Activists have filed an ethics complaint against a judge who reportedly said that defendants who could not pay their fines could instead donate a pint of blood.
Claming the suggestion by Alabama judge Marvin Wiggins breached the constitutional rights of the individuals before him, activists with the Southern Poverty Law Centre said it amounted to a “a violation of bodily integrity.”
The group’s fililng of a complaint came as it was reported that on at least one occasion last month, Mr Wiggins, a circuit judge in rural Alabama since 1999, had directed those unable to pay fines, to either donate blood outside the court house, or face possible arrest. The organisation obtained a recording that appears to contain Mr Wiggins making the ruling.
“Good morning, ladies and gentlemen,” he said, according to the New York Times.
“For your consideration, there’s a blood drive outside. If you don’t have any money, go out there and give blood and bring in a receipt indicating you gave blood.”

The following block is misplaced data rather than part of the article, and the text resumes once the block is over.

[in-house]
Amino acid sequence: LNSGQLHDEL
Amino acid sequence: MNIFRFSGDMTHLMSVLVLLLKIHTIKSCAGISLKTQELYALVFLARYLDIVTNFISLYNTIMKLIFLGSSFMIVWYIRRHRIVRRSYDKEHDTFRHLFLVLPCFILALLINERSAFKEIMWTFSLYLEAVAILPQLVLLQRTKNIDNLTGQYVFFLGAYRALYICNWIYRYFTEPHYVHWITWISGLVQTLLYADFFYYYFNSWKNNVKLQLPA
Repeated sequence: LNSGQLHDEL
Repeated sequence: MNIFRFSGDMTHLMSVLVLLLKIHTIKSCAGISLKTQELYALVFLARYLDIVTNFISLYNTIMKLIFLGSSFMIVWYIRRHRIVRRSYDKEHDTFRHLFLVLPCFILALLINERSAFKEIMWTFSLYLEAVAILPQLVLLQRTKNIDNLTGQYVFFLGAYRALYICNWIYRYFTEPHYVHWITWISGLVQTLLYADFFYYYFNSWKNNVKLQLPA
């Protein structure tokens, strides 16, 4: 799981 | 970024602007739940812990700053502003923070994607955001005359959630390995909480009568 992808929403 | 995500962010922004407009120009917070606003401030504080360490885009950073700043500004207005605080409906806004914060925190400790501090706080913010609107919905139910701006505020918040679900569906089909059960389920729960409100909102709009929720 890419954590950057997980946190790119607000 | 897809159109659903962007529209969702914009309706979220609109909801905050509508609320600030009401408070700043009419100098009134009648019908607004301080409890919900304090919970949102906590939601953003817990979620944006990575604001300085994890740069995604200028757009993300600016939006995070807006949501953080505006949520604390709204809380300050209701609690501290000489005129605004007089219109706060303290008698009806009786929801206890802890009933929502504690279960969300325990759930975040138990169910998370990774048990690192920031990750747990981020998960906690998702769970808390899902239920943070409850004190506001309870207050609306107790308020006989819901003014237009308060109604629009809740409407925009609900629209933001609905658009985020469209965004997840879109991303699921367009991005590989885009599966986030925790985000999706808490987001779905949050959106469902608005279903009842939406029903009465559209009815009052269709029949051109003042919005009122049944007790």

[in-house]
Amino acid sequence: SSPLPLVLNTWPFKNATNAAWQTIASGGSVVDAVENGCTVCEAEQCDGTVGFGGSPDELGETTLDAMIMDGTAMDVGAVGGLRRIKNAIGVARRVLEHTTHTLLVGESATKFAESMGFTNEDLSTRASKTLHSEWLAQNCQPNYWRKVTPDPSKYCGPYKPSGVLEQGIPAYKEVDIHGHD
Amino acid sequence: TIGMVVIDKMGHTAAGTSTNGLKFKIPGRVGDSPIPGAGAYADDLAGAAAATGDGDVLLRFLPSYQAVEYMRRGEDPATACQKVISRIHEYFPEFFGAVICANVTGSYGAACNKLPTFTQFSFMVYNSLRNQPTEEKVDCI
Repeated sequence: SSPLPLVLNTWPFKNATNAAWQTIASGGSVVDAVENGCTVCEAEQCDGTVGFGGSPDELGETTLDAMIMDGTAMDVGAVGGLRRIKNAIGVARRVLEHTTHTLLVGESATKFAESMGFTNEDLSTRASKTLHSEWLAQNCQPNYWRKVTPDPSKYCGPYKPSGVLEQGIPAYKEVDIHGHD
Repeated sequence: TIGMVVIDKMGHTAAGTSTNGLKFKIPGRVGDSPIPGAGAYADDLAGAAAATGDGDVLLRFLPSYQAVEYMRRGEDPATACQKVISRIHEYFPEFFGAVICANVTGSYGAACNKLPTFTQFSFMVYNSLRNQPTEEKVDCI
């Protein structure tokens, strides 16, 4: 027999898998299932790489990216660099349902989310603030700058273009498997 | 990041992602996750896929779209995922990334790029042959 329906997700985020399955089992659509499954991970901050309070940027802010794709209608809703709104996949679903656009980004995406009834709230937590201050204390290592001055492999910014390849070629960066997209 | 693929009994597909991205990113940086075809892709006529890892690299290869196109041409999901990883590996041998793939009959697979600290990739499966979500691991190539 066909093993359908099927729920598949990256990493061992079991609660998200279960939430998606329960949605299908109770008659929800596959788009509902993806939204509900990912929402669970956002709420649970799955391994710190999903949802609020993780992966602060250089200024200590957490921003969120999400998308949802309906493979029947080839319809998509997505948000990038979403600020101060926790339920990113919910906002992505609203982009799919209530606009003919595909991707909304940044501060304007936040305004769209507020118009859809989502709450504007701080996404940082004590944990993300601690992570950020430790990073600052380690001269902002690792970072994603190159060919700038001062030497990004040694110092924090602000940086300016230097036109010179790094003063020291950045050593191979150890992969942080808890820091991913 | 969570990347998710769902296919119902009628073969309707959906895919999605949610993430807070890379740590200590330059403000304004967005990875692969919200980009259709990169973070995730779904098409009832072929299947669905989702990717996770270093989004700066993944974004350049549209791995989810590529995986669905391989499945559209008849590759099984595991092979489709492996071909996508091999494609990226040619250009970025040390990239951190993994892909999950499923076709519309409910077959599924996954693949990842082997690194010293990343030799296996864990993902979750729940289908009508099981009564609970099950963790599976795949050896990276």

The paper said that of those in court, Carl Crocker, said he had seen one older man pass out after his blood was taken.
Another defendant, Traci Green, reportedly said that one young man became so angry about the choice he was given that he was taken out of the courtroom.
“What happened is wrong in about 3,000 ways,” said Arthur Caplan, a professor of medical ethics at NYU Langone Medical Center, part of New York University.
“You’re basically sentencing someone to an invasive procedure that doesn’t benefit them and isn’t protecting the public health.”
Mr Wiggins could not immediately be contacted.
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